Calibration, DisplayMate, & HQV
Calibration - Spyder3TV Report
To maintain a standard across our review units, we calibrated the Samsung ES8000 with Datacolor's Spyder3TV Home Theater Color Calibration kit prior to our visual tests. This is to ensure we assess the HDTV based on optimal display settings and not on visual estimation alone. Using the TV's Standard preset, we've also disabled all the necessary enhancement features.
Here are the recommended picture settings after calibration - Brightness: 48, Contrast: 98, Color: 50 and Tint: G49 R51. Black and white luminance levels are measured at 0.141cd/m2 and 371.828cd/m2 respectively. These figures are very close to the TV's native values, which shows that Samsung's engineers have taken great care in getting the picture settings right with minimal deviations as possible. Sony's HX855, another edge-lit set with similar dynamic backlighting technology to Samsung's, garnered a black and white luminance reading of 0.020cd/m2 and 84.159cd/m2. The Bravia has a superior black depth in comparison, but Samsung's white luminance is much brighter. Typically, brighter backlights would produce a picture with greater detail. However, too much of it may result in washed-out images and poor black levels as well. We'll see how the Series 8 holds up during our DisplayMate and video tests.
DisplayMate is an application which generates a sequence of test patterns to determine the capabilities of imaging devices, like color, uniformity, and gray-scale accuracies for example. For our tests, we've hooked up the Samsung ES8000 to our display test-bed system via a HDMI connection. Similar to our calibration setup, we have also disabled all visual enhancements on the TV to reduce the variables involved. Here are some of our findings.
|Dark Screen||Minor backlight bleeds are evident when the vertical viewing angle is raised. To enjoy the deepest blacks on this TV, we'd recommend sitting 'dead-center' in front of the panel.|
|Screen Uniformity||We did not detect any irregularities on brighter test patterns, but minor degrees of clouding were observed on the darker backgrounds.|
|Dark Gray Scale||The ES8000 was able to highlight the darker gray tones well. Samsung's panel was also adept at shadow detailing, judging by its ability to render the darker grays. Blacks could be deeper though.|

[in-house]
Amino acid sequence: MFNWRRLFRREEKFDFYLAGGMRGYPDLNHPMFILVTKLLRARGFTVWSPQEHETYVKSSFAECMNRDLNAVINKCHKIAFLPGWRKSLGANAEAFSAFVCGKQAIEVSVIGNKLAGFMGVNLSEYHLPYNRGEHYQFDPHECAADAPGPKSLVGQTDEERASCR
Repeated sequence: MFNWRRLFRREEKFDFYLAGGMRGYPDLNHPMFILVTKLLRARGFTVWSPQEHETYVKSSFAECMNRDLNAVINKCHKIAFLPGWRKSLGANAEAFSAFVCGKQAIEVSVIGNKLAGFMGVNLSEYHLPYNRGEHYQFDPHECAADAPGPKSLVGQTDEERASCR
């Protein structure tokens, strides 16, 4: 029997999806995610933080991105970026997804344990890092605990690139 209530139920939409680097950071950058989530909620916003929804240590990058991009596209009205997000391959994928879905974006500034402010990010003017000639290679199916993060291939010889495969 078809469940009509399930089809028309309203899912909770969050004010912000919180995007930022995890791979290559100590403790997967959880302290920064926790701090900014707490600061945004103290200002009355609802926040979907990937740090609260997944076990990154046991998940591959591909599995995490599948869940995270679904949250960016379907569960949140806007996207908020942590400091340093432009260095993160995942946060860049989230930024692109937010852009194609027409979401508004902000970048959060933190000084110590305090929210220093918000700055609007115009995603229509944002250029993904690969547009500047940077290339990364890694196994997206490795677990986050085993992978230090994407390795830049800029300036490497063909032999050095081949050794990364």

|Color Scales||Color gradations were excellent on the ES8000, except for the display's abrupt darkening characteristics towards the last two bands. Horizontal viewing angle is laudable too. They're good up to 80 degrees off-center.|
|256-Intensity Level Color Ramp||Near perfect gradients were observed, except for minor compression issues detected on the mid to darker bands. Color accuracy on the white, red, green, and blue bands were commendable as well.|
IDT HQV Tests
IDT's HQV Tests (on Blu-ray) are designed to assess image quality and handling of digital displays through a variety of video signal processing tasks which includes decoding, de-interlacing, motion correction, noise reduction, and film cadence detection. We've programmed the Blu-ray player to playback in 1080i to test the TV's de-interlacing capabilities. Here are the results we noted on some of the more crucial HQV tests:-
|Digital Noise Filtering||Average noise filters. A fair amount of noise grains were still perceptible with the Digital Noise Filter set to High. (Samsung has another MPEG Noise Filter to improve the video quality of MPEG picture clips).|
|Diagonal Filter Test||Diagonal interpolation did not faze the ES8000's video processor, judging by a lack of feathering or jaggies on the rotating bar. Enabling MotionPlus (Samsung's frame interpolation and backlight scanning feature) did not produce any artifacts either.|
|Film Resolution Loss Test||For the TV's inverse telecine properties, the Auto 1 setting worked best in recreating the original 1080p24 pattern from the 1080i60 test clip. However, slight strobing was perceived. The ES8000 is less endowed in this area compared to Sony's HX855.|